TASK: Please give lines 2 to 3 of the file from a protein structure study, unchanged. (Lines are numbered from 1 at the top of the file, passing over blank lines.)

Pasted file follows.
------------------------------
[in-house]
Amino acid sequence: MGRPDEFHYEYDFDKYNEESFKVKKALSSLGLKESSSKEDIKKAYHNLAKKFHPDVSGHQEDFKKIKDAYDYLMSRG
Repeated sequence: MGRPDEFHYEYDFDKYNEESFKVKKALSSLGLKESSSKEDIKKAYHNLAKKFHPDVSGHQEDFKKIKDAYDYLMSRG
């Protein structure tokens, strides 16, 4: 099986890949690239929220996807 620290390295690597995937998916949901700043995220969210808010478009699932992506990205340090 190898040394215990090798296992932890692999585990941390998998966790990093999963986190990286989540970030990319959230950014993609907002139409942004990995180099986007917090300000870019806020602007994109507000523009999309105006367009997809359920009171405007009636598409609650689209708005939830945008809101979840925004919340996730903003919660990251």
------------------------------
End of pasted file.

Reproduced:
Amino acid sequence: MGRPDEFHYEYDFDKYNEESFKVKKALSSLGLKESSSKEDIKKAYHNLAKKFHPDVSGHQEDFKKIKDAYDYLMSRG
Repeated sequence: MGRPDEFHYEYDFDKYNEESFKVKKALSSLGLKESSSKEDIKKAYHNLAKKFHPDVSGHQEDFKKIKDAYDYLMSRG